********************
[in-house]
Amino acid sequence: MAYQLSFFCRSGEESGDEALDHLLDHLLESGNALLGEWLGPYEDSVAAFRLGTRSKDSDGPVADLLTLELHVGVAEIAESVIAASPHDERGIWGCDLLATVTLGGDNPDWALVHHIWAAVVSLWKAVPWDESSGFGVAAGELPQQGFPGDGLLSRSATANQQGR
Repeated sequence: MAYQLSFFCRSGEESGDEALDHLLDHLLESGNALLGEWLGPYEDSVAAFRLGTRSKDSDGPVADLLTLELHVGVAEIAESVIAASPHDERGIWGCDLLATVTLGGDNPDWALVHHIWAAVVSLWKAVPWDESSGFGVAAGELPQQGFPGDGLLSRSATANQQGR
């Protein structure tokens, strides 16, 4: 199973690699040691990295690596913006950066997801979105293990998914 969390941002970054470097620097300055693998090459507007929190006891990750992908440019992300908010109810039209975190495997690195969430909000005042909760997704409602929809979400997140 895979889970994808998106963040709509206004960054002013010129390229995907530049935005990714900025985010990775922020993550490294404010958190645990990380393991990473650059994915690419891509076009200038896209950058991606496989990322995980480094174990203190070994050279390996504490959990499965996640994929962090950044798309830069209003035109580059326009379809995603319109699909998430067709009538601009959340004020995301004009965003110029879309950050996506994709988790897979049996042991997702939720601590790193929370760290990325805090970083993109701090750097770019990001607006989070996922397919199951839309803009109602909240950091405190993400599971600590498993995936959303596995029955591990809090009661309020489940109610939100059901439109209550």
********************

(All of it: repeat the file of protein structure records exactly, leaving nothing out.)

[in-house]
Amino acid sequence: MAYQLSFFCRSGEESGDEALDHLLDHLLESGNALLGEWLGPYEDSVAAFRLGTRSKDSDGPVADLLTLELHVGVAEIAESVIAASPHDERGIWGCDLLATVTLGGDNPDWALVHHIWAAVVSLWKAVPWDESSGFGVAAGELPQQGFPGDGLLSRSATANQQGR
Repeated sequence: MAYQLSFFCRSGEESGDEALDHLLDHLLESGNALLGEWLGPYEDSVAAFRLGTRSKDSDGPVADLLTLELHVGVAEIAESVIAASPHDERGIWGCDLLATVTLGGDNPDWALVHHIWAAVVSLWKAVPWDESSGFGVAAGELPQQGFPGDGLLSRSATANQQGR
């Protein structure tokens, strides 16, 4: 199973690699040691990295690596913006950066997801979105293990998914 969390941002970054470097620097300055693998090459507007929190006891990750992908440019992300908010109810039209975190495997690195969430909000005042909760997704409602929809979400997140 895979889970994808998106963040709509206004960054002013010129390229995907530049935005990714900025985010990775922020993550490294404010958190645990990380393991990473650059994915690419891509076009200038896209950058991606496989990322995980480094174990203190070994050279390996504490959990499965996640994929962090950044798309830069209003035109580059326009379809995603319109699909998430067709009538601009959340004020995301004009965003110029879309950050996506994709988790897979049996042991997702939720601590790193929370760290990325805090970083993109701090750097770019990001607006989070996922397919199951839309803009109602909240950091405190993400599971600590498993995936959303596995029955591990809090009661309020489940109610939100059901439109209550």